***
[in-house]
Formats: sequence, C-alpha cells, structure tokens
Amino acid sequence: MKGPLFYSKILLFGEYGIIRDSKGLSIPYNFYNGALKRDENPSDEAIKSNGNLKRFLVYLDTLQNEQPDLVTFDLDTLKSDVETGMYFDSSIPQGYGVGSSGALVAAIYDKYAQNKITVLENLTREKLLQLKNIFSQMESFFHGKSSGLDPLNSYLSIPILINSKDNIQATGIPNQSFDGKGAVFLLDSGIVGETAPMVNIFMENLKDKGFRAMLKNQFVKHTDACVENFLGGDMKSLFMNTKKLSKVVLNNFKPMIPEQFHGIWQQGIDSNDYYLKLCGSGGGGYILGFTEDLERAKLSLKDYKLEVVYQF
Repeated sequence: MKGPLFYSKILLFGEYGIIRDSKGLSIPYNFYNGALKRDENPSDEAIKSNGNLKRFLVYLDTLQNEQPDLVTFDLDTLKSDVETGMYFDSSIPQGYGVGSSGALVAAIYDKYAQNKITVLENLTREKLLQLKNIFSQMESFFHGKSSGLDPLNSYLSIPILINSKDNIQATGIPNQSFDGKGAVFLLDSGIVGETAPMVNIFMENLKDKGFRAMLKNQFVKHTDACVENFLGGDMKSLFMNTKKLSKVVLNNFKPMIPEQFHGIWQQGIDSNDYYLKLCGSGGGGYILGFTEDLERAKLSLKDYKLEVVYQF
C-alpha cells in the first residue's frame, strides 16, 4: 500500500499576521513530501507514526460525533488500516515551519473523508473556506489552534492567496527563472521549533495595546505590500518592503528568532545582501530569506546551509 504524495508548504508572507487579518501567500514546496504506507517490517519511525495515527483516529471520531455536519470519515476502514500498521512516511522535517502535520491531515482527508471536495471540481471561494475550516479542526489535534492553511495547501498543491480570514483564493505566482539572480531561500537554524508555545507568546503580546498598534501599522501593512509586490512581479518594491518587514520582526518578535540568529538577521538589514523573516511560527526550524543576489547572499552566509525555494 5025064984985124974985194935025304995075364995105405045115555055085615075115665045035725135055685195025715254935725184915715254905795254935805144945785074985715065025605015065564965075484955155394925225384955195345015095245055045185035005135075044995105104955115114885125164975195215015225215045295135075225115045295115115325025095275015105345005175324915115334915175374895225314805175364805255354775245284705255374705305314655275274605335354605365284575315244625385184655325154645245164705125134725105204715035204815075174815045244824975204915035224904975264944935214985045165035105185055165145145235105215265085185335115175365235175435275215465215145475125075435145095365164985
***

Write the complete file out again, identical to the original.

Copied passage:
[in-house]
Formats: sequence, C-alpha cells, structure tokens
Amino acid sequence: MKGPLFYSKILLFGEYGIIRDSKGLSIPYNFYNGALKRDENPSDEAIKSNGNLKRFLVYLDTLQNEQPDLVTFDLDTLKSDVETGMYFDSSIPQGYGVGSSGALVAAIYDKYAQNKITVLENLTREKLLQLKNIFSQMESFFHGKSSGLDPLNSYLSIPILINSKDNIQATGIPNQSFDGKGAVFLLDSGIVGETAPMVNIFMENLKDKGFRAMLKNQFVKHTDACVENFLGGDMKSLFMNTKKLSKVVLNNFKPMIPEQFHGIWQQGIDSNDYYLKLCGSGGGGYILGFTEDLERAKLSLKDYKLEVVYQF
Repeated sequence: MKGPLFYSKILLFGEYGIIRDSKGLSIPYNFYNGALKRDENPSDEAIKSNGNLKRFLVYLDTLQNEQPDLVTFDLDTLKSDVETGMYFDSSIPQGYGVGSSGALVAAIYDKYAQNKITVLENLTREKLLQLKNIFSQMESFFHGKSSGLDPLNSYLSIPILINSKDNIQATGIPNQSFDGKGAVFLLDSGIVGETAPMVNIFMENLKDKGFRAMLKNQFVKHTDACVENFLGGDMKSLFMNTKKLSKVVLNNFKPMIPEQFHGIWQQGIDSNDYYLKLCGSGGGGYILGFTEDLERAKLSLKDYKLEVVYQF
C-alpha cells in the first residue's frame, strides 16, 4: 500500500499576521513530501507514526460525533488500516515551519473523508473556506489552534492567496527563472521549533495595546505590500518592503528568532545582501530569506546551509 504524495508548504508572507487579518501567500514546496504506507517490517519511525495515527483516529471520531455536519470519515476502514500498521512516511522535517502535520491531515482527508471536495471540481471561494475550516479542526489535534492553511495547501498543491480570514483564493505566482539572480531561500537554524508555545507568546503580546498598534501599522501593512509586490512581479518594491518587514520582526518578535540568529538577521538589514523573516511560527526550524543576489547572499552566509525555494 5025064984985124974985194935025304995075364995105405045115555055085615075115665045035725135055685195025715254935725184915715254905795254935805144945785074985715065025605015065564965075484955155394925225384955195345015095245055045185035005135075044995105104955115114885125164975195215015225215045295135075225115045295115115325025095275015105345005175324915115334915175374895225314805175364805255354775245284705255374705305314655275274605335354605365284575315244625385184655325154645245164705125134725105204715035204815075174815045244824975204915035224904975264944935214985045165035105185055165145145235105215265085185335115175365235175435275215465215145475125075435145095365164985